The article, published on the BBC website on Tuesday, addressed the issue of some lesbians in Britain “increasingly being pressured and coerced” into accepting trans women as their partners.
Several lesbians talked to author Caroline Lowbridge, sharing stories of how they were shamed and even threatened for being only attracted to biological women and rejecting the idea that a penis could also be a female organ. One claimed that her refusal to have sex with trans women had led to her being branded transphobic, a genital fetishist, a pervert and a ‘terf’ – a ‘trans exclusionary radical feminist’.
According to those interviewed for the story, the harassment came from a minority of trans women, as well as woke activists who weren’t trans themselves.
One of the women said that once, after she shared her views, someone “said they would strangle me with a belt if they were in a room with me and Hitler.”
Another recalled how her own girlfriend accused her of being “transphobic” and “immediately jumped to make me feel guilty about not wanting to sleep with someone” after she said she didn’t want to have a threesome with a trans woman, who had not undergone genital surgery and still had a male organ.
There was also an admission by one of the interviewees that she had been under so much pressure that she opted to have penetrative sex with a trans woman, despite not being attracted to that person at all. “I felt very bad for hating every moment” of the intercourse, she said, adding that she didn’t tell anybody about the experience over fears of being excluded from the LGBT community.
Lowbridge acknowledged in her article that, despite the lesbians calling it a “huge problem,” it was hard to determine the true scale of abuse due to lack of proper research. She said she knew of just a single survey on lesbians being pressured into the sex with trans women.
It was carried out online by radical campaign group ‘Get the L Out’ back in 2019 and saw 80 women taking part, with 56% of respondents confirming that they felt intimidated or had received threats in LGBT groups. Those behind the paper acknowledged that the sample size wasn’t representative enough, but stressed that it was still important to highlight the issue.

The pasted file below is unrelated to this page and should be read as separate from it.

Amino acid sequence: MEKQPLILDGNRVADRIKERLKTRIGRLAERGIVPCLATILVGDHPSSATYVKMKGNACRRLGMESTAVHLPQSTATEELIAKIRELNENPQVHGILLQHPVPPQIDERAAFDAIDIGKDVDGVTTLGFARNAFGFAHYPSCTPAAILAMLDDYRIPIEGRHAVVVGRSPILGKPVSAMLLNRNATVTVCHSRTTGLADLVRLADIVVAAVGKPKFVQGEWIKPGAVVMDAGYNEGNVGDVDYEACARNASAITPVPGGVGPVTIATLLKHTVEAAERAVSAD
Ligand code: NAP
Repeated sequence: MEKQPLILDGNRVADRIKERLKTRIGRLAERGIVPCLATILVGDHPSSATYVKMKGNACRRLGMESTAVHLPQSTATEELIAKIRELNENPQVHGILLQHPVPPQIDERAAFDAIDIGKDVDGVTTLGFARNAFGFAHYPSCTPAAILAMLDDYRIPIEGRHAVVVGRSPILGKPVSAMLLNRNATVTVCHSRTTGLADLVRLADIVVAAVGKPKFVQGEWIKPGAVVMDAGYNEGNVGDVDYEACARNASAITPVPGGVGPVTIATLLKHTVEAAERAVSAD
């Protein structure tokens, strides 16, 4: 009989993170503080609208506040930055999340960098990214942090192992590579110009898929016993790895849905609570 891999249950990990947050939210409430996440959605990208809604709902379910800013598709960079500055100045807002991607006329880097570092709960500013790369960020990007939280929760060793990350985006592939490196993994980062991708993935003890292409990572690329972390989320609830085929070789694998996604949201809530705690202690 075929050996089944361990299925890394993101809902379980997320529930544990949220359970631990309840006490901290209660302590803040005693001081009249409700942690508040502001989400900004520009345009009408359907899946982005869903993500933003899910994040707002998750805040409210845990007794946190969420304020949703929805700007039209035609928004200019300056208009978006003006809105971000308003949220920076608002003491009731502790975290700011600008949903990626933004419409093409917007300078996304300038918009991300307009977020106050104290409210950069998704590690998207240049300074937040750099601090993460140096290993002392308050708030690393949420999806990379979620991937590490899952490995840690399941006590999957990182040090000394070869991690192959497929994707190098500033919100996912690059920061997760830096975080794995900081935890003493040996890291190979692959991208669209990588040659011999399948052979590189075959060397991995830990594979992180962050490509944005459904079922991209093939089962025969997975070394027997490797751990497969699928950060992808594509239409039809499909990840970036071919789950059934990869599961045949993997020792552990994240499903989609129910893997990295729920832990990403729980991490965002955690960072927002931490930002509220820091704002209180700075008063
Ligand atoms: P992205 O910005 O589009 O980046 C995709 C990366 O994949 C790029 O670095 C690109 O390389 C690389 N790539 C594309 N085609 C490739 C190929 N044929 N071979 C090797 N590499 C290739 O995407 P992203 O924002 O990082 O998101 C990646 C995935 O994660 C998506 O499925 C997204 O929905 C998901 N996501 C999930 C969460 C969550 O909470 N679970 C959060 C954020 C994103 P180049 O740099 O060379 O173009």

It turned out that many in the woke community didn’t really want the issue to be highlighted, however as the BBC received hundreds of complaints after Lowbridge’s article was published.
Twitter users reported that the broadcaster swiftly removed the story from its website home page to the archive, pointing out that this rarely happens to large feature pieces.
The author was also apparently swarmed by angry commentators, as Lowbridge’s Twitter account was deactivated several hours after the story’s publication.
Some mainstream media outlets joined social media users in blasting the BBC for the article.
The Daily Beast accused the British broadcaster of “fear-mongering,” saying that Lowbridge’s piece “is not just wrong, it’s dangerous.”
With the report, the BBC tried to “frame cisgender lesbians as defenseless maidens and equate trans women with aggressive, cisgender male sexual predators,” insisted journalist Dawn Ennis, who wrote the rebuff for the US outlet.
She also grilled Lowbridge for setting “an ironically new, very low threshold for balanced reporting,” over the small number of people she interviewed and her referencing research which included just 80 people and had been performed among “a limited group of people via an anti-trans site.”
The Daily Beast writer reduced the testimonies by the victims in the BBC’s article to “anecdotal accounts of a**holish behavior,” used by the broadcaster to spread “anti-transgender propaganda, transphobia.”
American online LGBT magazine Them labeled Lowbridge’s story as “the latest provocation in an ongoing war against trans women playing out in British media.” The outlet recalled other BBC articles on the trans issue that it didn’t like, including an April report citing the UK’s National Institute of Health and Care Excellence (NICE), which said that there was “very low” evidence to back the use of puberty blocking drugs to treat young people struggling with their gender identity.
As for Lowbridge’s piece, James Factora, writing for Them, insisted that it was mainly based on accounts from “anti-trans groups,” whose testimonies were “chock full of anti-trans talking points and harmful myths.”
The BBC journalist also interviewed trans people for her story, but, according to Factora, “very few humanizing viewpoints [from them] are included” in Lowbridge’s article.
However, not all of the reactions were negative, as many people online praised the BBC for having the “courage” to run such a story in the current political climate and lauded Lowbridge for “putting her career on the line.” Some of the commentators insisted that such pressure on lesbians was equivalent to “rape culture,” while others argued that even several dozen such cases were enough to sound the alarm.
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